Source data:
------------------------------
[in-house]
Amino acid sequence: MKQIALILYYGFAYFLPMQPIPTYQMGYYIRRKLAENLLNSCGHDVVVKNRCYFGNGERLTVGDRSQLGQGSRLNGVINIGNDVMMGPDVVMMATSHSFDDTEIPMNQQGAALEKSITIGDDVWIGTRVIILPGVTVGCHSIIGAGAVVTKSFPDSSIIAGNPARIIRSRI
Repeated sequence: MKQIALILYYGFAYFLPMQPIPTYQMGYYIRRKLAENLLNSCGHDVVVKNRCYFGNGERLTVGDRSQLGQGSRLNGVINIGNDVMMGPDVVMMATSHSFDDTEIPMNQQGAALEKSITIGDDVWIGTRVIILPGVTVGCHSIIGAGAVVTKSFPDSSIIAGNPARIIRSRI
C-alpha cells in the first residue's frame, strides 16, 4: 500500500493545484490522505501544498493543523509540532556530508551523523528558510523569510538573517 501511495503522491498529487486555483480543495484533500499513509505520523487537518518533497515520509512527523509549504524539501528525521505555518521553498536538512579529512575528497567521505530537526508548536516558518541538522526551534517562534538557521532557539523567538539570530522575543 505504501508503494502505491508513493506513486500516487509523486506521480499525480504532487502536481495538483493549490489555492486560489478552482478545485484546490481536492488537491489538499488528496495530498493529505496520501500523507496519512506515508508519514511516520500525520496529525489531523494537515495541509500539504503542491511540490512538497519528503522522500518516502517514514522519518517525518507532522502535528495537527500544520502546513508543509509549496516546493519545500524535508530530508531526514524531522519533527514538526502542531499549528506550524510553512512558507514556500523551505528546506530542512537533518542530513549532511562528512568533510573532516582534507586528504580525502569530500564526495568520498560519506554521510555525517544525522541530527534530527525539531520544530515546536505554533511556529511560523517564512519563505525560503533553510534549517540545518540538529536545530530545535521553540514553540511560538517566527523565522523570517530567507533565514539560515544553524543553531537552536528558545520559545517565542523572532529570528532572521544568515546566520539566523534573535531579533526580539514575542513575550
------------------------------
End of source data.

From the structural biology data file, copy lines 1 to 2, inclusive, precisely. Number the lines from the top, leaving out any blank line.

[in-house]
Amino acid sequence: MKQIALILYYGFAYFLPMQPIPTYQMGYYIRRKLAENLLNSCGHDVVVKNRCYFGNGERLTVGDRSQLGQGSRLNGVINIGNDVMMGPDVVMMATSHSFDDTEIPMNQQGAALEKSITIGDDVWIGTRVIILPGVTVGCHSIIGAGAVVTKSFPDSSIIAGNPARIIRSRI